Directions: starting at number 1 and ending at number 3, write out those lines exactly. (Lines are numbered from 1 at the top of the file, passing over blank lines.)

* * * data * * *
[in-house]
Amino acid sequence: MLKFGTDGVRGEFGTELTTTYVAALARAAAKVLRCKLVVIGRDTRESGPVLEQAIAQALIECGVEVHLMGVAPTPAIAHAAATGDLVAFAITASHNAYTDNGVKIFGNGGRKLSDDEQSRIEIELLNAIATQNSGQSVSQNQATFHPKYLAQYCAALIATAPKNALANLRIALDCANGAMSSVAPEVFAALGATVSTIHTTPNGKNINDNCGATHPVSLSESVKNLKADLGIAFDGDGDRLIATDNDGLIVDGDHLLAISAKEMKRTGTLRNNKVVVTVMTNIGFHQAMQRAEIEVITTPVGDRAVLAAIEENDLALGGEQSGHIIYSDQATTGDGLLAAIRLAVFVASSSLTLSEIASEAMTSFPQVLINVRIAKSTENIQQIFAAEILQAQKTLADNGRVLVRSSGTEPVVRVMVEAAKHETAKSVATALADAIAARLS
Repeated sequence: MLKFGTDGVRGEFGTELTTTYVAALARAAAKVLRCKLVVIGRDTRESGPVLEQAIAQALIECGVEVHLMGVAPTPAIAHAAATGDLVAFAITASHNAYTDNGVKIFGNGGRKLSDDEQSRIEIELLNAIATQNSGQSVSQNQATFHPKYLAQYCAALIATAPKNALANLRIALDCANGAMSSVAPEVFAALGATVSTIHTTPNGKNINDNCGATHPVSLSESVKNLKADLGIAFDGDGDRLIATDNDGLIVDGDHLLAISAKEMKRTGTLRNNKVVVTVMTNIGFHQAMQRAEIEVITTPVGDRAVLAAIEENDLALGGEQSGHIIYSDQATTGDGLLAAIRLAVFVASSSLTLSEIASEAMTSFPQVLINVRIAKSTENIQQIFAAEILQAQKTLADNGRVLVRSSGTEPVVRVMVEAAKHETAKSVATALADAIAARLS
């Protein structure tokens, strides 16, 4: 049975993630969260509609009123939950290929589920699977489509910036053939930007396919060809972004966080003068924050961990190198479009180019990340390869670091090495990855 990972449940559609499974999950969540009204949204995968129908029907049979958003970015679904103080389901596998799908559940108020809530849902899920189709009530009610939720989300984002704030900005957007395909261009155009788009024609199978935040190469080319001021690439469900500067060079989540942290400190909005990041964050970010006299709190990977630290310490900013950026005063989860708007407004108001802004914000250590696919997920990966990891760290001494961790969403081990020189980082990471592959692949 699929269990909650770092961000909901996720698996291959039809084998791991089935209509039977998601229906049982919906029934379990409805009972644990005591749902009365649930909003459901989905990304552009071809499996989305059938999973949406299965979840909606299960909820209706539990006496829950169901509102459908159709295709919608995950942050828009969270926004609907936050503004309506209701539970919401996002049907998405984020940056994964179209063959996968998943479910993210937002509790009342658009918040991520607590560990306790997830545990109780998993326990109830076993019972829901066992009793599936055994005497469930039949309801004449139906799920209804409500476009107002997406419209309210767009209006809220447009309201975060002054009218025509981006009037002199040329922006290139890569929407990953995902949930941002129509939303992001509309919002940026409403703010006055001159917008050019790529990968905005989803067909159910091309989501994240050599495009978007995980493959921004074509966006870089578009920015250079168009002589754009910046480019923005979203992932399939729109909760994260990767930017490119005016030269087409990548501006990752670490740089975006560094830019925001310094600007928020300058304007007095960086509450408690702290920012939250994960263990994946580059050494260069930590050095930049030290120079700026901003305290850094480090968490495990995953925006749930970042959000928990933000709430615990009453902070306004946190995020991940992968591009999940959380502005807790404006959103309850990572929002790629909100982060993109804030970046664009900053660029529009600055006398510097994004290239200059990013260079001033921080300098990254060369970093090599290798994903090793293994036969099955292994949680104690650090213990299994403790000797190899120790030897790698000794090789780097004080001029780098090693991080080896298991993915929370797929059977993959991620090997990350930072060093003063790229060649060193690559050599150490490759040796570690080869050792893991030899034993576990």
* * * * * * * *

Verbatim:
[in-house]
Amino acid sequence: MLKFGTDGVRGEFGTELTTTYVAALARAAAKVLRCKLVVIGRDTRESGPVLEQAIAQALIECGVEVHLMGVAPTPAIAHAAATGDLVAFAITASHNAYTDNGVKIFGNGGRKLSDDEQSRIEIELLNAIATQNSGQSVSQNQATFHPKYLAQYCAALIATAPKNALANLRIALDCANGAMSSVAPEVFAALGATVSTIHTTPNGKNINDNCGATHPVSLSESVKNLKADLGIAFDGDGDRLIATDNDGLIVDGDHLLAISAKEMKRTGTLRNNKVVVTVMTNIGFHQAMQRAEIEVITTPVGDRAVLAAIEENDLALGGEQSGHIIYSDQATTGDGLLAAIRLAVFVASSSLTLSEIASEAMTSFPQVLINVRIAKSTENIQQIFAAEILQAQKTLADNGRVLVRSSGTEPVVRVMVEAAKHETAKSVATALADAIAARLS
Repeated sequence: MLKFGTDGVRGEFGTELTTTYVAALARAAAKVLRCKLVVIGRDTRESGPVLEQAIAQALIECGVEVHLMGVAPTPAIAHAAATGDLVAFAITASHNAYTDNGVKIFGNGGRKLSDDEQSRIEIELLNAIATQNSGQSVSQNQATFHPKYLAQYCAALIATAPKNALANLRIALDCANGAMSSVAPEVFAALGATVSTIHTTPNGKNINDNCGATHPVSLSESVKNLKADLGIAFDGDGDRLIATDNDGLIVDGDHLLAISAKEMKRTGTLRNNKVVVTVMTNIGFHQAMQRAEIEVITTPVGDRAVLAAIEENDLALGGEQSGHIIYSDQATTGDGLLAAIRLAVFVASSSLTLSEIASEAMTSFPQVLINVRIAKSTENIQQIFAAEILQAQKTLADNGRVLVRSSGTEPVVRVMVEAAKHETAKSVATALADAIAARLS